‘Crimmigration’ workshop first of its kind in Australia

17 Jul 2018

The University of Queensland’s TC Beirne School of Law will host a group of leading Australian academics on July 19 for a workshop on ‘crimmigration’ in Australia.

‘Crimmigration – Law, Politics and Society’ will unite, for the first time, socio-legal scholars to contribute interdisciplinary research papers that address the meaning and field of contemporary crimmigration law and practice.

The roundtable meeting will examine, broadly, the intersection of criminal law/enforcement and immigration law/enforcement, exploring the reasons underpinning the merger, and its consequences.

Workshop host Associate Professor Peter Billings said that the concept and application of crimmigration had been subject to careful and sustained scrutiny by social scientists in Australia for some time.

“This body of work could be complemented by scrutiny by socio-legal scholars,” he said.

“Crimmigration laws and practices are expanding, and the use of crimmigration controls is accelerating in Australia, and globally. 

“This includes the ways in which immigration law, policy and practice is used as a means of preventing future crimes or mitigating risky behaviours from eventuating.

 “It also includes laws that criminalise irregular migration, and those who facilitate irregular migration, such as people smugglers, and human traffickers.”

Particular aspects of crimmigration will be examined from a variety of critical perspectives, including the use or regulatory (administrative) crime control measures (such as detention and deportation), and the criminalisation of non-citizens and refugees in Australia with a focus on the lived experiences of those captured by crimmigration law and practice.

“Crimmigration laws capture an increasingly broad spectrum of non-citizens; not just those who have committed heinous crimes, such as murder or serious sexual offences, but also those with more modest criminal histories – people who may have committed minor traffic offences or those with convictions for drug related offences,” Associate Professor Billings said.

“Of late, Australia has increasingly been detaining and removing people who are long-term permanent residents, or ‘virtual nationals’ – people who been living here for decades, since early childhood in many cases, and some of them have committed relatively minor offences,” he said.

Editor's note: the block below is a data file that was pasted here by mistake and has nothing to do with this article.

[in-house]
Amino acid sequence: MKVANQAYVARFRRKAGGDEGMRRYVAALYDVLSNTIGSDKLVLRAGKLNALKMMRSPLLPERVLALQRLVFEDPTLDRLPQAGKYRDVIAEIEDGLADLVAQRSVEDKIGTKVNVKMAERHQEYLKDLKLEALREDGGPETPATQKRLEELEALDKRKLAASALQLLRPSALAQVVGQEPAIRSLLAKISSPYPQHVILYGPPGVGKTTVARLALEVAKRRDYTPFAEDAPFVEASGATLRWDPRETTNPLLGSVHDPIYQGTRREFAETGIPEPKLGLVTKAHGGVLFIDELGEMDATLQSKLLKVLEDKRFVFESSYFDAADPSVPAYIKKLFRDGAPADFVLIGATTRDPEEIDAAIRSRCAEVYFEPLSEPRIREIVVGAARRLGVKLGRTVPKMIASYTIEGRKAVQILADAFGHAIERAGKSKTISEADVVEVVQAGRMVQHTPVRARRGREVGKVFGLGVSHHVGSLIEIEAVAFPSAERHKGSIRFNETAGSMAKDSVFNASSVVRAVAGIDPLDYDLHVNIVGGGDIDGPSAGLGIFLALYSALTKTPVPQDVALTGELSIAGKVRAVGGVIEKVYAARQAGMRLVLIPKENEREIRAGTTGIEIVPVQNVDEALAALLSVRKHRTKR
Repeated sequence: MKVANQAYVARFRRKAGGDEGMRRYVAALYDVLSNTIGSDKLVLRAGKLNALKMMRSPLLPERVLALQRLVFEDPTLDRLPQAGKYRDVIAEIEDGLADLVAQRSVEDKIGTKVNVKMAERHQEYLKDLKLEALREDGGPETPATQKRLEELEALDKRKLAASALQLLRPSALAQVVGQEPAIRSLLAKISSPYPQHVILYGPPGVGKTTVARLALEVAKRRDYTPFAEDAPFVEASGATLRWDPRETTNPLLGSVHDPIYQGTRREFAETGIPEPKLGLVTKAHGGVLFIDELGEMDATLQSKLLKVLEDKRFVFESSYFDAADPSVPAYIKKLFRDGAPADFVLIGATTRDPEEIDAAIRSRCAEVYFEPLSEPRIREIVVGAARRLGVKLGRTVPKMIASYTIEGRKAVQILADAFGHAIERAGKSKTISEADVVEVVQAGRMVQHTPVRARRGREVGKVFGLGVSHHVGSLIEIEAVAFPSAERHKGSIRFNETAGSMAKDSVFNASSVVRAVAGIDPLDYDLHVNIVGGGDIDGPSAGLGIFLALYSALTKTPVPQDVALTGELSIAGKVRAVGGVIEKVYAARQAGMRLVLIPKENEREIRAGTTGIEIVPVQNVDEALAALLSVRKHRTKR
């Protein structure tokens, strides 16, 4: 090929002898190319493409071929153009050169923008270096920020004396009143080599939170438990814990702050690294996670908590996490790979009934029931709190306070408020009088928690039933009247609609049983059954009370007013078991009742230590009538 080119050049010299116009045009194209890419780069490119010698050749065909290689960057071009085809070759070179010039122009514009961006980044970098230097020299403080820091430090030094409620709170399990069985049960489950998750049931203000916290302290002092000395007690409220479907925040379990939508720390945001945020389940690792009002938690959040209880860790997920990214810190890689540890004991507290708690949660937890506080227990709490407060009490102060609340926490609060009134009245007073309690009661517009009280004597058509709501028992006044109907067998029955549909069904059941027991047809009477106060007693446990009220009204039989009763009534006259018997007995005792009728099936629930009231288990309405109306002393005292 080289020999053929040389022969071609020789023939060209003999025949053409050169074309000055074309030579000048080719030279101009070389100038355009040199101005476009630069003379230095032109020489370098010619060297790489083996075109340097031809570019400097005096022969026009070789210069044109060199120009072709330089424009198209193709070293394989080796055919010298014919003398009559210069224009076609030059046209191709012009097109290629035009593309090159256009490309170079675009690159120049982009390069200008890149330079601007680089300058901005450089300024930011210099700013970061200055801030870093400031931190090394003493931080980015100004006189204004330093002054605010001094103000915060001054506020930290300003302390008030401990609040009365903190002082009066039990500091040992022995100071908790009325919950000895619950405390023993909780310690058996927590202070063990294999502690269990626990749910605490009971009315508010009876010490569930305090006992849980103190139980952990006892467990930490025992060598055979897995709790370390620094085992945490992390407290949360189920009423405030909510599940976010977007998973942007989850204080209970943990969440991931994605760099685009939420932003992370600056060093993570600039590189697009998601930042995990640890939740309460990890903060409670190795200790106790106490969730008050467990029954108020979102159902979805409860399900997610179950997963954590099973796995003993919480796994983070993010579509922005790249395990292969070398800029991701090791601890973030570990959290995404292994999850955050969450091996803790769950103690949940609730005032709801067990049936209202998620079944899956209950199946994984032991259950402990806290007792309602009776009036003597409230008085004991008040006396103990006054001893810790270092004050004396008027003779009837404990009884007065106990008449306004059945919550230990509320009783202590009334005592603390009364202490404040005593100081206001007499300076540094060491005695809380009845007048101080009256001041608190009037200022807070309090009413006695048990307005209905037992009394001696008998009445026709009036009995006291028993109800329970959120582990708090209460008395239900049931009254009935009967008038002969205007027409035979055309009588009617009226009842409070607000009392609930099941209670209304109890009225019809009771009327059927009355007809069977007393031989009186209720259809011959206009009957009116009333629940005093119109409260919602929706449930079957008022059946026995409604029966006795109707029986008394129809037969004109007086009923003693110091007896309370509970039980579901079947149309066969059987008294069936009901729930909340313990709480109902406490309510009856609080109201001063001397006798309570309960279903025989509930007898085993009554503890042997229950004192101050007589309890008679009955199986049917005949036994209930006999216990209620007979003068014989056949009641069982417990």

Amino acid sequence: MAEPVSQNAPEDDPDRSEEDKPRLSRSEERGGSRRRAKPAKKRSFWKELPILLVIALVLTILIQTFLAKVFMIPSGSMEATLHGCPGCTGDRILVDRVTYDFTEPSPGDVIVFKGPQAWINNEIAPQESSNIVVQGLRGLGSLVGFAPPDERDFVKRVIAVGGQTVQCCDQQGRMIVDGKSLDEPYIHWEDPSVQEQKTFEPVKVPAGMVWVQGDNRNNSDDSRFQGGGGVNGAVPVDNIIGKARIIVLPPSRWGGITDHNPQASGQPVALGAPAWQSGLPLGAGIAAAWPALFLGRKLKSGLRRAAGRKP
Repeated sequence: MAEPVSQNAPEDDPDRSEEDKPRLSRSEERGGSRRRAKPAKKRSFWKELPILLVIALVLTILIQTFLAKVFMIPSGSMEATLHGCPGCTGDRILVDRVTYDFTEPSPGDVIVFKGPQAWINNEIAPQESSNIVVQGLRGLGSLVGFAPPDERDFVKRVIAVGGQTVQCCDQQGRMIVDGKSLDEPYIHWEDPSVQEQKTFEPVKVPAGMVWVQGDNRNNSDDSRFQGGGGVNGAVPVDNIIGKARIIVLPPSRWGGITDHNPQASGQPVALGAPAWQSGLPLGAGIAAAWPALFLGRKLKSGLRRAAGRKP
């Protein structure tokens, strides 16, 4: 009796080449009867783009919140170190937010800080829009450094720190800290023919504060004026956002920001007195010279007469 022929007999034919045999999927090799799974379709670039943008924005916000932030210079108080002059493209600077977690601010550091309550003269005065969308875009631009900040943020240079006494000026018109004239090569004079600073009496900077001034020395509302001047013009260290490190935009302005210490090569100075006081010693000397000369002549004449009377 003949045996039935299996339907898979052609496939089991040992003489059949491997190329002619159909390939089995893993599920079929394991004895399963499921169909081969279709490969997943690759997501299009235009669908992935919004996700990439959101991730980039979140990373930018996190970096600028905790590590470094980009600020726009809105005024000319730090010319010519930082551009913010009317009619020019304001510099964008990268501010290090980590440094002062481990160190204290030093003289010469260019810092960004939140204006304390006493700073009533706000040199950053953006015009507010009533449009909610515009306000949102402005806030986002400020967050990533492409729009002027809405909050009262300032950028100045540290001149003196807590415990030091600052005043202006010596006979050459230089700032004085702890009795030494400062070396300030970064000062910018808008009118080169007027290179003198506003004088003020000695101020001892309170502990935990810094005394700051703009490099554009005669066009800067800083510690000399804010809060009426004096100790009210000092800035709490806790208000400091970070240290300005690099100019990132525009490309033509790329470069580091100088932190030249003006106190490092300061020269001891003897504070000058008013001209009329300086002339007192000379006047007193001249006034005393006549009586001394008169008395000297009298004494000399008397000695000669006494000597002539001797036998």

“This gives rise to issues of proportionality and can cause family separation, and emotional and social hardship for individuals when they are returned to countries with which they have little or no connection.”

“Among many other issues, we are looking at the ways in which immigration laws and processes effectively punish people, and how detention centres are punitive in key respects, and how the pains of immigration detention are different, and in some ways more acute, than for those serving a custodial sentence in prison.”

Associate Professor Billings said the socio-legal scholars attending the workshop would present their papers and exchange ideas at the workshop and the meeting would result in the publication of an edited book (published by Springer) early next year.

“Some of the discussion will be forward looking, with contributors advancing ways that might be considered fairer - substantively and procedurally - and more consistent with human rights obligations, while also meeting the government’s regulatory concerns about risks to public safety,” he said.

Human trafficking and migrant smuggling expert and TC Beirne School of Law researcher Dr Andreas Schloenhardt will be contributing a paper on anti-smuggling laws to the edited collection and exploring how these laws and related practices fit within contemporary crimmigration in Australia and beyond.

“Migrant smugglers are a symptom not the cause of irregular migration and more needs to be done to understand and address the complexities of refugee movements and enhance human mobility,” he said.

“Very few asylum seekers are able to reach Western nations because of the lack of safe and regular avenues for migration and resettlement places.”

Find out more about the TC Beirne School of Law’s research in human trafficking and refugee law.

Media: Associate Professor Peter Billings, +61 7 3365 7176, p.billings@law.uq.edu.au.

Contributors to the crimmigration project are:

Patrick van Berlo PhD candidate at the Institute for Criminal Law and Criminology at Leiden Law School, The Netherlands

Dr Louise Boon-Kuo Lecturer at the University of Sydney Law School

Dr Peter Chambers Senior Lecturer in the School of Global, Urban, and Social Studies at RMIT

Professor Mark Finnane is Professor of History and ARC Laureate Fellow at Griffith Criminology Institute, Griffith University

Associate Professor Alison Gerard, Director of the Centre for Law and Justice at Charles Sturt University

Associate Professor Cesar Garcia Hernandez, Sturm College of Law, University of Denver.

Khanh Hoang Senior Protection Assistant at the United Nations High Commissioner for Refugees

Dr Andy Kaladelfos is a Senior Research Fellow, Historian and Criminologist at the Griffith Criminology Institute, Griffith University.

Professor Susan Kneebone Professorial Fellow at Melbourne Law School, The University of Melbourne.

Dr Monique Mann Vice Chancellor’s Research Fellow in Technology and Regulation at the Faculty of Law, Queensland University of Technology.

Associate Professor Marinella Marmo College of Business, Government and Law at Flinders University

Associate Professor Greg Martin, School of Social and Political Sciences, University of Sydney, Australia

Dr Amy Nethery Senior Lecturer in Politics and Policy at Deakin University

Dr Kate Ogg Senior Lecturer at the School of Law, ANU.

Professor Andreas Schloenhardt Professor of Criminal Law in the School of Law at The University of Queensland in Brisbane

Dr Anthea Vogl Lecturer in Law at the University of Technology Sydney